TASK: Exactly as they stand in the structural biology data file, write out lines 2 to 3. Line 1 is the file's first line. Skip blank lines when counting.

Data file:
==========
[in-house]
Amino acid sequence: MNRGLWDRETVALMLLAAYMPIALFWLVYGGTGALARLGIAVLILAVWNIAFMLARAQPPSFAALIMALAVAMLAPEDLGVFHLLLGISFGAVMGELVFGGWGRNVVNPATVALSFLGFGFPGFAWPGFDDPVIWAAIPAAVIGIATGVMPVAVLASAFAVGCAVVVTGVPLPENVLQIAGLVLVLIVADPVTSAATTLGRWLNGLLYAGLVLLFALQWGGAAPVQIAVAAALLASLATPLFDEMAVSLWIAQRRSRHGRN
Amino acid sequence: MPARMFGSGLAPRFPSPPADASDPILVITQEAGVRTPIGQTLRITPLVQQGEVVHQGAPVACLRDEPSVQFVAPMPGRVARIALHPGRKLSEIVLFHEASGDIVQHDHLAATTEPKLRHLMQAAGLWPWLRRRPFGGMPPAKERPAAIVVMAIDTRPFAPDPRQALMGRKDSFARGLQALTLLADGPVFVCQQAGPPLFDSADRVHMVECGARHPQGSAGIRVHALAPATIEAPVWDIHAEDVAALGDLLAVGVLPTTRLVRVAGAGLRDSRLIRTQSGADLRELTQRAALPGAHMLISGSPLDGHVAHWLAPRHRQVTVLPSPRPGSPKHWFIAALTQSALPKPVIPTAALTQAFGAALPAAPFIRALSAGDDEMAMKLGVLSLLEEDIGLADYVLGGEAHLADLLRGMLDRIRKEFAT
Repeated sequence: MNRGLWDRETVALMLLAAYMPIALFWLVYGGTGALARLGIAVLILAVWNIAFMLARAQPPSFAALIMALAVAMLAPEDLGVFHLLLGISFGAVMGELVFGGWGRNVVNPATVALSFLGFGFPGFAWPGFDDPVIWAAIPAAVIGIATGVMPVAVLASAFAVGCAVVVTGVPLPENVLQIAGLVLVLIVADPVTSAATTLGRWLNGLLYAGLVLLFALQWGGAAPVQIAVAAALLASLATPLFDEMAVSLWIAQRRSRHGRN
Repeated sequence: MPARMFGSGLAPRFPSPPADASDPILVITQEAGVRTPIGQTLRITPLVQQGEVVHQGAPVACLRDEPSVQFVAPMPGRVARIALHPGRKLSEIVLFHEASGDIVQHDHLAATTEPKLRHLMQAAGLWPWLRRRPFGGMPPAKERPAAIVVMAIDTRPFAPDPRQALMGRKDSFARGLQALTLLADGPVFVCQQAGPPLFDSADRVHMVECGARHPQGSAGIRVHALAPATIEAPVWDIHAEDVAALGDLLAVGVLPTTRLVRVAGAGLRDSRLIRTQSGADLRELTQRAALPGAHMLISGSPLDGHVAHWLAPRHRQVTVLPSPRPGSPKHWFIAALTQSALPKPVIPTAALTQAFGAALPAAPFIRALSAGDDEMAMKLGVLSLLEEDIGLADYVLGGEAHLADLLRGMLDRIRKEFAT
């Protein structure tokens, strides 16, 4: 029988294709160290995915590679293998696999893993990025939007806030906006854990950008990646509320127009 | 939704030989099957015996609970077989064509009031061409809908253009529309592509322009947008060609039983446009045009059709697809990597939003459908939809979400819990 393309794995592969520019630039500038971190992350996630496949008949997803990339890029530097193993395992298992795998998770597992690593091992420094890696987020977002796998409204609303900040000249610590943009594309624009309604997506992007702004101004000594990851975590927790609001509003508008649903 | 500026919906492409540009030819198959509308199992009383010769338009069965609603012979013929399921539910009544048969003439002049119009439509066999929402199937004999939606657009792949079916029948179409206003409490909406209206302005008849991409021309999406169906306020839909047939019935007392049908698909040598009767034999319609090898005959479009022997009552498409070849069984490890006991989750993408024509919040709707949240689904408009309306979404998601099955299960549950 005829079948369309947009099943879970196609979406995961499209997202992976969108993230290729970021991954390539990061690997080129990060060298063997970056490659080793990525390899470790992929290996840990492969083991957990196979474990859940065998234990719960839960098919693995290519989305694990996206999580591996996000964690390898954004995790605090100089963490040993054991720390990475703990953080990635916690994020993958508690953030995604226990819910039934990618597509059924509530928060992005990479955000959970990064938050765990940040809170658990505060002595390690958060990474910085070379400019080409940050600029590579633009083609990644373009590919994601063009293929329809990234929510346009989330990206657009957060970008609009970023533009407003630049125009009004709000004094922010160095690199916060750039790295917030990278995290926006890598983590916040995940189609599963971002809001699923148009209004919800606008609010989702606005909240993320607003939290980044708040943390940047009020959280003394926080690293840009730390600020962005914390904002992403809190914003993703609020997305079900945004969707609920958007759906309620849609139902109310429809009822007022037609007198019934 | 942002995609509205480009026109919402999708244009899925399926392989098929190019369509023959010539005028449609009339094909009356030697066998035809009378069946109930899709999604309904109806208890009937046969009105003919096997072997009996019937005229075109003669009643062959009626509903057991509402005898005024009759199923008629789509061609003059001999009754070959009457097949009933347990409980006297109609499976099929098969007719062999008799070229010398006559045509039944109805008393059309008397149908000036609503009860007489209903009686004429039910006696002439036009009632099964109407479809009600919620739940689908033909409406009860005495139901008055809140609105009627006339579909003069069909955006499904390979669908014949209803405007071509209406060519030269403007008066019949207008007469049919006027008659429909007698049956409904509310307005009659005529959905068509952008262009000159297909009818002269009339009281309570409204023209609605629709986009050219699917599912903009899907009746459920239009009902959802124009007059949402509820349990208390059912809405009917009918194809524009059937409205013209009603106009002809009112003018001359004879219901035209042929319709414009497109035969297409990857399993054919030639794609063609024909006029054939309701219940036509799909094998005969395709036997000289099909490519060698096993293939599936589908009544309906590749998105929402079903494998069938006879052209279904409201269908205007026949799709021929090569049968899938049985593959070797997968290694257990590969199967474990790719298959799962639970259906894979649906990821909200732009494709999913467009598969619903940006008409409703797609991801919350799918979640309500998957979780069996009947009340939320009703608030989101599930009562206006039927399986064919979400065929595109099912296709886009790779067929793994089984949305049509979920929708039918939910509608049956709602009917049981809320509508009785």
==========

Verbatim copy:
Amino acid sequence: MNRGLWDRETVALMLLAAYMPIALFWLVYGGTGALARLGIAVLILAVWNIAFMLARAQPPSFAALIMALAVAMLAPEDLGVFHLLLGISFGAVMGELVFGGWGRNVVNPATVALSFLGFGFPGFAWPGFDDPVIWAAIPAAVIGIATGVMPVAVLASAFAVGCAVVVTGVPLPENVLQIAGLVLVLIVADPVTSAATTLGRWLNGLLYAGLVLLFALQWGGAAPVQIAVAAALLASLATPLFDEMAVSLWIAQRRSRHGRN
Amino acid sequence: MPARMFGSGLAPRFPSPPADASDPILVITQEAGVRTPIGQTLRITPLVQQGEVVHQGAPVACLRDEPSVQFVAPMPGRVARIALHPGRKLSEIVLFHEASGDIVQHDHLAATTEPKLRHLMQAAGLWPWLRRRPFGGMPPAKERPAAIVVMAIDTRPFAPDPRQALMGRKDSFARGLQALTLLADGPVFVCQQAGPPLFDSADRVHMVECGARHPQGSAGIRVHALAPATIEAPVWDIHAEDVAALGDLLAVGVLPTTRLVRVAGAGLRDSRLIRTQSGADLRELTQRAALPGAHMLISGSPLDGHVAHWLAPRHRQVTVLPSPRPGSPKHWFIAALTQSALPKPVIPTAALTQAFGAALPAAPFIRALSAGDDEMAMKLGVLSLLEEDIGLADYVLGGEAHLADLLRGMLDRIRKEFAT